The Prophet Zechariah presents a fascinating scenario regarding the rebellion of Israel, the rejection of the Messiah, Jesus, and the final result. This chapter is obscure and difficult to understand, but when you look at it in this perspective, all the pieces seem to fall into place.
The first part, verses 1 through 3, speaks of the Lord’s punishment of the land. It sounds much like Israel, and surrounding countries, today. The forests and pleasant pastures are gone, stricken by centuries of drought.
Following in verses 4 through 11 the Lord tells of the destruction of His two staffs, Beauty and Bands. The first, Beauty, no’am (Strong’s H5278), means kindness, pleasantness, delightfulness, beauty, favor. The Lord was cutting off His favor upon Israel. This section speaks of the slaughter of the Lord’s flock, and that He will not have pity on the inhabitants of the land. This most assuredly describes the destruction of Jerusalem in 70 A.D. Verse 9 foretells the sad situation in besieged Jerusalem where starving mothers ate their children.
Confirmation of this is found in the obscure phrase “three shepherds also I cut off in one month.” (verse 8) Just prior to the destruction of Jerusalem, the evil Roman Emperor Nero committed suicide in 68 A.D. He was replaced by three men (national shepherds) in quick succession; Galba, Otho, and Vitellius.
Why did the Lord destroy Jerusalem? The reason is given in verses 12 through 14. “So they weighed for my price thirty pieces of silver.” Israel rejected the Son of God. When Pilate proclaimed that he was innocent of the blood of Jesus, the Jews made a remarkable statement; “His blood be on us, and on our children.” The Lord acknowledged their words, and their children have suffered persecution down through the centuries even until today.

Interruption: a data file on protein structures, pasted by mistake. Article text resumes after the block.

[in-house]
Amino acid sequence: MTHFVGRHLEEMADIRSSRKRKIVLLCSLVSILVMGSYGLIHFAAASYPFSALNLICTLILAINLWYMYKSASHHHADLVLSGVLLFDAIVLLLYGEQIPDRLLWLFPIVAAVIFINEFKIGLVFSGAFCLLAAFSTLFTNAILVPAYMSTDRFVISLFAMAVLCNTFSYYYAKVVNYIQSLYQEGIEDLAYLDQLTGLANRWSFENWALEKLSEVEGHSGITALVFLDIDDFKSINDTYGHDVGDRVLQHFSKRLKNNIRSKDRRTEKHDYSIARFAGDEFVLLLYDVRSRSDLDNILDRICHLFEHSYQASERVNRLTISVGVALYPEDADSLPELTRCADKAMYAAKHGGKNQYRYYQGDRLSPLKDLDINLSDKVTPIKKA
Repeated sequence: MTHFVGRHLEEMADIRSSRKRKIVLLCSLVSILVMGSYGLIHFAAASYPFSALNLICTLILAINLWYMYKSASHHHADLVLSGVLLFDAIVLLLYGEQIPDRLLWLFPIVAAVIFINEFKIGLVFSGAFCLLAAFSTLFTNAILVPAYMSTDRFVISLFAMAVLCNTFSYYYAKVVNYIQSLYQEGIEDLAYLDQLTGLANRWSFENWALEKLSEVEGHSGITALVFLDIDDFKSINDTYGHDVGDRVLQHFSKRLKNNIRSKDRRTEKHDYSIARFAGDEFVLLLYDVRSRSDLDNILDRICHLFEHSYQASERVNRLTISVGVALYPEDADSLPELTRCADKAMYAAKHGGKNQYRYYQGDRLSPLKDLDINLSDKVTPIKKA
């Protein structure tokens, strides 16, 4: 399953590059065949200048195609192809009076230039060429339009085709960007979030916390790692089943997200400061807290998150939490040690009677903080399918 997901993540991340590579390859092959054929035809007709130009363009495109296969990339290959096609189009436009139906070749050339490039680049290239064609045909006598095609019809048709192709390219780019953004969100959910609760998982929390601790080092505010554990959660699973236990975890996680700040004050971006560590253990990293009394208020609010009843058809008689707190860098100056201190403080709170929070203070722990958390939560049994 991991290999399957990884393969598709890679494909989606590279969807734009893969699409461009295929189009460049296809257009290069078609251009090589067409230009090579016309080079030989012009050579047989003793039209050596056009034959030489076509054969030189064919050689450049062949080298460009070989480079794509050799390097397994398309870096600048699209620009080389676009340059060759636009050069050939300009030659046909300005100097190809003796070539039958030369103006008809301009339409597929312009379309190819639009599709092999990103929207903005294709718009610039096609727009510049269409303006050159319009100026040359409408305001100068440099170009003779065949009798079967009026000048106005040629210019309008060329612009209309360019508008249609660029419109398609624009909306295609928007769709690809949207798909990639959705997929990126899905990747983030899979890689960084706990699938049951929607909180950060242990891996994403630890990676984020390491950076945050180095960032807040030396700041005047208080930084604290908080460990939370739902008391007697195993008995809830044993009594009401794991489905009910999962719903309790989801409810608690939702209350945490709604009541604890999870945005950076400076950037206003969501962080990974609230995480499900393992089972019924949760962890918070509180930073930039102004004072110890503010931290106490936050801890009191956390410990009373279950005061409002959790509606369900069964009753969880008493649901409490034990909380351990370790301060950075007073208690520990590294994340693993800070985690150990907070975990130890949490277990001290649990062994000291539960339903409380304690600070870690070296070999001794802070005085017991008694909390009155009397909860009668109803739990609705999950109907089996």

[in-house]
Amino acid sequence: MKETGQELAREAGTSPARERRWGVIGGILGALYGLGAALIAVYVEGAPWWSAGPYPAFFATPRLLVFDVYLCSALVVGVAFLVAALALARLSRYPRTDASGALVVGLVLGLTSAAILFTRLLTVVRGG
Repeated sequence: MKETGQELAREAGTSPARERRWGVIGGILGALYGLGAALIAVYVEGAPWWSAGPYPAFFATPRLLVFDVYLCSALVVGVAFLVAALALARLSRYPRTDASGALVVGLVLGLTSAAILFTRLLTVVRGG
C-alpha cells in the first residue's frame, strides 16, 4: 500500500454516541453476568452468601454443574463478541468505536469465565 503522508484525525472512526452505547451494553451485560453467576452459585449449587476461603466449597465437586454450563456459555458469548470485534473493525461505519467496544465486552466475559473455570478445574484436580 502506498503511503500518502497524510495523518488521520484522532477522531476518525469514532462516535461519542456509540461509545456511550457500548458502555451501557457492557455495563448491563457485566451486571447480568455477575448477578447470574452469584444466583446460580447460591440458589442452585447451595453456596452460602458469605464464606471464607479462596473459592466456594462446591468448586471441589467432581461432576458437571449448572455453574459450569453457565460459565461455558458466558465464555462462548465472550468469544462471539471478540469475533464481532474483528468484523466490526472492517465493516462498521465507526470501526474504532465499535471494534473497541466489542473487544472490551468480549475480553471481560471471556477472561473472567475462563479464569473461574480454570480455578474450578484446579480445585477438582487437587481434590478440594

Then the Lord broke the second staff, Bands. This word chabal (Strong’s H2254) means to bind. The Lord was cutting the binding between Himself and the Jews. Let me quickly add that the Lord has made unilateral promises to Abraham and his descendants. God does not go back on His word. Paul makes it clear that Israel is still in the Lord’s Plan in Romans 11:1-32.
In the last three verses of this chapter, the Lord foretells a future, worthless shepherd. He describes this shepherd as good for nothing, worthless; 'eliyl (Strong’s H457). This shepherd will not take care of the flock, but will only care for himself. The worthless shepherd is destined for the sword, which will injure his right arm and destroy his right eye. This worthless shepherd is probably the man referred to as the Anti-Christ.
The person we call the Anti-Christ is called a beast in the Revelation. He is symbolically described in the Revelation as having seven heads, and one of the heads seemed to have had a fatal wound (prophesied in Zechariah 11:17?), which caused the people of the world to wonder. (Revelation 13:3)
Zechariah provides us with a quick overview of Israel’s rebellion, the destruction of Jerusalem and the future worthless shepherd in the seventeen verses of chapter eleven. While the interpretation of this chapter is the author’s, the pieces do seem to fit. May the Lord always be praised for the wonder of what is in His Word!